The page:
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PNS Daily News - May 24, 2017 


We’re featuring stories from around the globe including: British officials search for answers in the wake of a deadly attack; the former head of the CIA weighs-in on the Russia probe; and proposed cuts in President Trump’s budget plan raise serious concerns.

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Public News Service - WI: Juvenile Justice

Wisconsin is one of the few states that allow children to be kept in solitary confinement for long stretches of time. (3dmentat/iStockPhoto.com)

MADISON, Wis. – Wisconsin is one of few states that still allows children in state juvenile-corrections facilities to be put into solitary confinement, and a federal lawsuit challenges that practice as cruel and unusual punishment. A similar suit brought in Illinois a few years ago resulted in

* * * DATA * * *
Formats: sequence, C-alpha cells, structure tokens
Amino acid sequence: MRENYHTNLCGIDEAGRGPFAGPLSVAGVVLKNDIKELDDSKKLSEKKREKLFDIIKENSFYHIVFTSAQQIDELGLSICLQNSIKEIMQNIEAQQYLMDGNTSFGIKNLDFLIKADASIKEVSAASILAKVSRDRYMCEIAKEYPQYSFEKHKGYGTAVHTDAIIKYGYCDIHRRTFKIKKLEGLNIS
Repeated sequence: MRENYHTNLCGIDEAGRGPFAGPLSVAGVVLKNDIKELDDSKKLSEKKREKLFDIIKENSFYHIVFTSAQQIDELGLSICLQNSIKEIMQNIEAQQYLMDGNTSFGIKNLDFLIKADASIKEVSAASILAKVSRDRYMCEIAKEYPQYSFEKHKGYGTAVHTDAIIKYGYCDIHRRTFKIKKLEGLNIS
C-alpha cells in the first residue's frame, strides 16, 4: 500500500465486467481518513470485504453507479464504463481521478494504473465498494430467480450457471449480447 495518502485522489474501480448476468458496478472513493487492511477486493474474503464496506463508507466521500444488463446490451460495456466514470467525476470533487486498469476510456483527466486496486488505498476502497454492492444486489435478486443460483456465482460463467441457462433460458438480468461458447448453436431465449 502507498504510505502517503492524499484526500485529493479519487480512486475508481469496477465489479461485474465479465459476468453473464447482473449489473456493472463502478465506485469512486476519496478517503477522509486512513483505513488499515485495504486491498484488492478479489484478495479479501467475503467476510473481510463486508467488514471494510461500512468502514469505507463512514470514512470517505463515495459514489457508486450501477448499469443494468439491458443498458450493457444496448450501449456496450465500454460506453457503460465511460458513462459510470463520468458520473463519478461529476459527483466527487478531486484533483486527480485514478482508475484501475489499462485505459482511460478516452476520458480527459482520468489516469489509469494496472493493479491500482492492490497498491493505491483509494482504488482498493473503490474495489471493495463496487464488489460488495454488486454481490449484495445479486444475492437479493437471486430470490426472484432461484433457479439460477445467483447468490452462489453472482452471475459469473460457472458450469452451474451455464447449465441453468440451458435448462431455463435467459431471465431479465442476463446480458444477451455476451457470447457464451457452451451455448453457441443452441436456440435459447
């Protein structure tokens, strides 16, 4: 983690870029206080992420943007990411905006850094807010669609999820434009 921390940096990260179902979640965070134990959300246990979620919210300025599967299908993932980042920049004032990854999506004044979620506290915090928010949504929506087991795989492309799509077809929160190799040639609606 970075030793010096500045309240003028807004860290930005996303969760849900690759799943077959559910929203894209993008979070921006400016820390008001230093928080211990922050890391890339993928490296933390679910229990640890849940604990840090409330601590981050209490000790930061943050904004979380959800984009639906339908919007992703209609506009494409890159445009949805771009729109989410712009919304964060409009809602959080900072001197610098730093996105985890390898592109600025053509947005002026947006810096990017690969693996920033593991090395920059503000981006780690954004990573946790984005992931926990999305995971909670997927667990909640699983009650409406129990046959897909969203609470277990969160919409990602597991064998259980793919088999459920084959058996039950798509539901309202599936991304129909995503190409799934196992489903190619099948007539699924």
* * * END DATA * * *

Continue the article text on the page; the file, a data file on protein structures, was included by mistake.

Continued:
A Wisconsin criminal-defense attorney says the state's approach to juvenile justice needs change. (lilly3/iStockPhoto)

SHEBOYGAN, Wis. - The Netflix documentary series "Making a Murderer" drew national attention to the 2005 murder of Teresa Halbach. Steven Avery was convicted of the murder, and Avery's nephew, Brendan Dassey, who was 16 at the time, was tried and convicted in adult court of helping Avery commit the

Prisons, such as the Racine Correctional Institute, have been a growth industry in Wisconsin, which now spends more tax dollars on correction than on education. Credit: Wisconsin Dept. of Corrections

MADISON, Wis. - A new analysis from the Wisconsin Budget Project suggests the state is spending too much on corrections, which is a drag on the economy and causes harm to the state's communities by splitting up families. Tamarine Cornelius, a budget analyst for the group, says Wisconsin's annual c

There is bipartisan support for legislation in Wisconsin to return to treating 17-year-old non-violent, first-time offenders in Juvenile Court. Credit: Arva Csaba/iStockphoto

MADISON, Wis. - Seventeen-year-olds in Wisconsin may be getting second chances. In early December, there will be another hearing in the state Senate regarding legislation to reverse the 1996 law that says 17-year-old offenders must be charged in adult court. The proposed changes would allow 17-yea

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